If you fail to get the DTaP/DTwP vaccine for your child (<7 years), the doctor will prescribe TDwP/TDaP vaccine (3 dose series at 0, 1 and 6 months). Children aged 7 to 18 years who are not vaccinated, should receive one dose of Tdap vaccine followed by two doses of Td vaccine at 1 and 6 months. After that, a booster of Td vaccine should be given every ten years. Adults (older than 18 years) or pregnant women who were never vaccinated can be given one dose of Tdap followed by 2 doses of Td at 1 month and 6-12 months. Remember that a Td vaccine booster protects against tetanus and diphtheria but does not work against pertussis.
These are the guidelines by Indian association of paediatrics for vaccination of 0 to 18 year-olds.
Recommended Number of Doses
Here are the recommended DTaP vaccine doses for children from birth to adulthood-
- 0-6 years: Five shots of DTaP
- 9–14 years: One shot of TDap
- As Adults: One shot of Tdap followed by booster doses of Td every ten years
What Is the Difference Between DTaP and Tdap Vaccine?
While children under seven are administered the DTaP vaccine, the Tdap vaccine is intended for adolescents. Initially, only whole-cell components (TDwP) of the vaccine against all thee infections was available. Due to recurrent reactions and occasional seizure and brain infection, new types of vaccines were developed with lesser components for each infection, viz TDaP, TdaP, and Td. These are used as boosters for various age groups to protect from the three infections.
Who Should Avoid DTaP Vaccination?
Doctors recommend that some children either wait or not get the vaccine due to medical complications like:
- Severe allergic reaction to the previous dose.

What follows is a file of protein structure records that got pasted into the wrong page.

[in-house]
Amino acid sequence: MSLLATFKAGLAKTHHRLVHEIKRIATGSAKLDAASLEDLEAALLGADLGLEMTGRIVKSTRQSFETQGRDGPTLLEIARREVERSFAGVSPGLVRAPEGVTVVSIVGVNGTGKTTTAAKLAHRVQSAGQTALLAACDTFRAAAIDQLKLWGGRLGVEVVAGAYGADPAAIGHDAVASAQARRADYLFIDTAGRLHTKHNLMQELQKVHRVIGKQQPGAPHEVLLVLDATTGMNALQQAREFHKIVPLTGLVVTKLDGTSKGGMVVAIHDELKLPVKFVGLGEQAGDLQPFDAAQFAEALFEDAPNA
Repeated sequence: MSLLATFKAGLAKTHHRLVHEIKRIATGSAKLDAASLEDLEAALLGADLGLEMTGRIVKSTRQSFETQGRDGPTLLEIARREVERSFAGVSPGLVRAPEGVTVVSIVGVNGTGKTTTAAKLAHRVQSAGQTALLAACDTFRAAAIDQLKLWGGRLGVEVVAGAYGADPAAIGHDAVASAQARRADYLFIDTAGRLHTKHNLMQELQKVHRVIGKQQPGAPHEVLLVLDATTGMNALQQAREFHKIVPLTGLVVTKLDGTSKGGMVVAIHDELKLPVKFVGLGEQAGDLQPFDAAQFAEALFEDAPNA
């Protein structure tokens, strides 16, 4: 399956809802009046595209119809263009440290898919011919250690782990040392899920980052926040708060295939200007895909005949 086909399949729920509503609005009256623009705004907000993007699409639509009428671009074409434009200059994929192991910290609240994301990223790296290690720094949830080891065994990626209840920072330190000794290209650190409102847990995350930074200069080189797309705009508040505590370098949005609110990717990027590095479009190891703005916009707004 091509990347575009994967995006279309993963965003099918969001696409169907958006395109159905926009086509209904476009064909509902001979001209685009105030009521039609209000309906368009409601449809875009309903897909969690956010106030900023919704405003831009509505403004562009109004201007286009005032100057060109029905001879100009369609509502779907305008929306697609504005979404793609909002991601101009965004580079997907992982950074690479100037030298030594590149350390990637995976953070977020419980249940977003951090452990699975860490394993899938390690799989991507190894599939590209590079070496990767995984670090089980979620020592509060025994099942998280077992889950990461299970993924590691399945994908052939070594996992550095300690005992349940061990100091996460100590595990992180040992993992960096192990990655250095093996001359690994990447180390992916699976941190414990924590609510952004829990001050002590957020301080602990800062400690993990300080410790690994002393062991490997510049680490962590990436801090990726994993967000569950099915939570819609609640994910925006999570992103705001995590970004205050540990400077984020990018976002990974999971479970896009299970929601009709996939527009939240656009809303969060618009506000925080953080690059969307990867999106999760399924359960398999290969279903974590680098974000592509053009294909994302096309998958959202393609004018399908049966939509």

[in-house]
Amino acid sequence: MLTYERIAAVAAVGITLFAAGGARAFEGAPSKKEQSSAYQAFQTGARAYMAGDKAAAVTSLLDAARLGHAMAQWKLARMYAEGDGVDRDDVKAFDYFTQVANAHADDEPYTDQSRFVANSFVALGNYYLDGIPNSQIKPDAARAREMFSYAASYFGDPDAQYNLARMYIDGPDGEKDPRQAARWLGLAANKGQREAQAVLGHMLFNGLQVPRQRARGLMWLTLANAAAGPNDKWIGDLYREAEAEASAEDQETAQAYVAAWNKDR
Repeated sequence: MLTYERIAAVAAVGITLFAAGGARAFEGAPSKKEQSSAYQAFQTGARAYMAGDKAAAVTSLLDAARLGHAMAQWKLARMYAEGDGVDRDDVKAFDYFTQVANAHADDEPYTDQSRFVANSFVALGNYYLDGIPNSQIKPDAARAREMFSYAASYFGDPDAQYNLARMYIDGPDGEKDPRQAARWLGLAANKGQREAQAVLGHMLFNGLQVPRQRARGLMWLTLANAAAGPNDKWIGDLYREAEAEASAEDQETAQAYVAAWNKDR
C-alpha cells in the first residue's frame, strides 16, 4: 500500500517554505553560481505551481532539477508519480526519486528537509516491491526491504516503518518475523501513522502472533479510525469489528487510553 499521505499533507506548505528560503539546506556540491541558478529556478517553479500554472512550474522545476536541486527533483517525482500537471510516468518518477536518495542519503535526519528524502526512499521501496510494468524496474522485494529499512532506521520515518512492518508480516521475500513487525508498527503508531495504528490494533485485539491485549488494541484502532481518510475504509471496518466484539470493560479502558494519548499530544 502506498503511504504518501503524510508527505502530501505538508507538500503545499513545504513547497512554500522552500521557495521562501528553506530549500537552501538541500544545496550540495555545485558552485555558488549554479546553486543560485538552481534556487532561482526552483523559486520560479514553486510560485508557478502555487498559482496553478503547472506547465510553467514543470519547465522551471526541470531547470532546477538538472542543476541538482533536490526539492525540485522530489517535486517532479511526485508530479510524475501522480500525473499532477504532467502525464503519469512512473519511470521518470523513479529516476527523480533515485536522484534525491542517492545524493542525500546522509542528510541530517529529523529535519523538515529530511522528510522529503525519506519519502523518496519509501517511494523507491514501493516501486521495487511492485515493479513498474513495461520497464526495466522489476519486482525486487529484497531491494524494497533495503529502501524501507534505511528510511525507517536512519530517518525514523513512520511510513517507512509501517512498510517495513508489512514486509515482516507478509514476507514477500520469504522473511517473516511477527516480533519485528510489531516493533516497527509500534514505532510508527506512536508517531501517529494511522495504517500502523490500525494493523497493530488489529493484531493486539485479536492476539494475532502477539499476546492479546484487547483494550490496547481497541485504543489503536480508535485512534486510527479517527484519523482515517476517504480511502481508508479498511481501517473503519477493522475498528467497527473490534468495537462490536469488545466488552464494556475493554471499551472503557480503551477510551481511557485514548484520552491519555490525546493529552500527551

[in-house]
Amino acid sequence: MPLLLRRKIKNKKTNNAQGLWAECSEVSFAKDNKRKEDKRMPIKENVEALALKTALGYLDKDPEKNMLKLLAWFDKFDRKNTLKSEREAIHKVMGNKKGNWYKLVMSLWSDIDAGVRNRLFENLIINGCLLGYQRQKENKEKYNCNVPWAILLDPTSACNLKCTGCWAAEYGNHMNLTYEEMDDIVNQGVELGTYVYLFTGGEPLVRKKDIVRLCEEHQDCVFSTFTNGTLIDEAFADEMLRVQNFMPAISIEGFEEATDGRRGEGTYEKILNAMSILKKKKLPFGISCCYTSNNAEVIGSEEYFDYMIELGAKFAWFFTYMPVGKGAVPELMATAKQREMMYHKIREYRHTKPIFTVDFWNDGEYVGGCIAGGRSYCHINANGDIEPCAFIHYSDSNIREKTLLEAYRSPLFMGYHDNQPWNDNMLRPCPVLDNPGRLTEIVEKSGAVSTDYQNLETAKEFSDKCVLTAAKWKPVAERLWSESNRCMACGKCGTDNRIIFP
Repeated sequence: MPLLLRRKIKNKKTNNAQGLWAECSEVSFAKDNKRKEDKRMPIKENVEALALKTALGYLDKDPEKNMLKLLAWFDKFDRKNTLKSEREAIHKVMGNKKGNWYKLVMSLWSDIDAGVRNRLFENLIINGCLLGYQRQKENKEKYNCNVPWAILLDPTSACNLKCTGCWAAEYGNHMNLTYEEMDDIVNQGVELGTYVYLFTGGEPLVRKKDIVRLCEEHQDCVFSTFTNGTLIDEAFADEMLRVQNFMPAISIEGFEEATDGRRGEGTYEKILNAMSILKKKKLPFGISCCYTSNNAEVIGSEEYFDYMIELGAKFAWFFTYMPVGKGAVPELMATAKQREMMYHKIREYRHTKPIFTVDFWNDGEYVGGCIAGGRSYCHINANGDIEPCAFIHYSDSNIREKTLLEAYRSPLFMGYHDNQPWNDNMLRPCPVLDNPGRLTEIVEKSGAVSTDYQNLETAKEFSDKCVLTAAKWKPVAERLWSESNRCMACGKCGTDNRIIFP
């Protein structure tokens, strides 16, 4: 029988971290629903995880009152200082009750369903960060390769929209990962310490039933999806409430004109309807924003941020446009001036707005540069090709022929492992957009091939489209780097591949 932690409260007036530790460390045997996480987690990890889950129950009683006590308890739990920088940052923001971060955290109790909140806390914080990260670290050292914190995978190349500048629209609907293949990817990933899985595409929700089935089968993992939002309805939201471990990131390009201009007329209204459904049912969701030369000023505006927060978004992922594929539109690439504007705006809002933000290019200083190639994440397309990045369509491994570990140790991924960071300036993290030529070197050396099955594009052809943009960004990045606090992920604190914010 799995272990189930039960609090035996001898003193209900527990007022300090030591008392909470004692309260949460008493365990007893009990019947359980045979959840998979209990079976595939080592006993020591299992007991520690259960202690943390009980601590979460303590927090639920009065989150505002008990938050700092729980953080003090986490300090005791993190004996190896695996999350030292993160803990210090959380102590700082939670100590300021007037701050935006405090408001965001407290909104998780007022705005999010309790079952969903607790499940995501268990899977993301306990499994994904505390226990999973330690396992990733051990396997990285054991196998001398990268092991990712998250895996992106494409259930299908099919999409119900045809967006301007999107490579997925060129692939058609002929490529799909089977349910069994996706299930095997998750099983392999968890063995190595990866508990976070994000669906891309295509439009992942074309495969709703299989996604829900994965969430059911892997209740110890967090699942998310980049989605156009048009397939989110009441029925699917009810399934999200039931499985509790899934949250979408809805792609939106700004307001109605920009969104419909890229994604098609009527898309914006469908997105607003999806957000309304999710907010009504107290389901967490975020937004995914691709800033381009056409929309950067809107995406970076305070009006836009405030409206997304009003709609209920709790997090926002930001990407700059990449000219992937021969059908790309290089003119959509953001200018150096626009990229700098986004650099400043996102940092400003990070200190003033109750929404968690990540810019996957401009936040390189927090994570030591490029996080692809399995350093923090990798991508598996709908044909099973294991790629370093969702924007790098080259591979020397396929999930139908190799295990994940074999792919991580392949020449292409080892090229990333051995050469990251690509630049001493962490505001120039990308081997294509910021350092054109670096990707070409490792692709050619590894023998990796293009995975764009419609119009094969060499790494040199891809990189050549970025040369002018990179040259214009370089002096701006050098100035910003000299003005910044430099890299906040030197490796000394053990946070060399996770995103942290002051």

- Major illnesses that weaken the immune system.
- A seizure caused by an initial dose of the vaccine.
Risks and Side Effects of DTaP Vaccine
As with any vaccine, the DTaP vaccine has some side effects to watch out for, fever being the most common one. Here are some other side effects of a DTap vaccine:
- A loss of appetite
- Fever up to 101 degrees F
- Swelling and tenderness at the site of injection
- Fussiness and crying for extended periods
When giving your child the fourth and fifth shot of the DTaP vaccine, you might notice a general swelling of the area that can take up to a week to reduce entirely. This is a very common side effect, and there isn’t any reason to be alarmed.
There might be some moderate reactions to the vaccine which aren’t very common, but of which you should still be aware.
- Persistent crying of more than three hours
- High-grade fever (>102 degrees F)
In case of any of these side effects, it is best to consult your child’s doctor immediately and ensure he receives the medical attention he requires.
Is There Any Serious Reaction?
Some of the more extreme and rare side effects include:
- Permanent brain damage
- Severe allergic reactions leading to paralysis
You must be especially wary of any increase in temperature. A high fever of 104 degrees F can prove to be fatal to your baby. Seek immediate medical help if the fever goes above 100 degrees. Medically trained professionals will be able to help reduce the fever and ensure that the health of your baby stays intact.
What Precautions Must One Take While Giving a DTaP Injection to a Child?
It is always more prudent to give your child the DTaP injection when he is relatively healthy. A sick child must not be given the vaccine as he will not be able to fight the side effects as a healthy child would.
Every parent struggles to do what is best for their child. Sometimes, this means taking preventive measures to ensure the long-term well-being of your child. Vaccines are the best way to ensure that your child does not suffer from ailments that can be easily avoided. Talk to your child’s healthcare provider to understand which vaccines your child should get and when.
Also Read: Child Immunization & Vaccination Schedule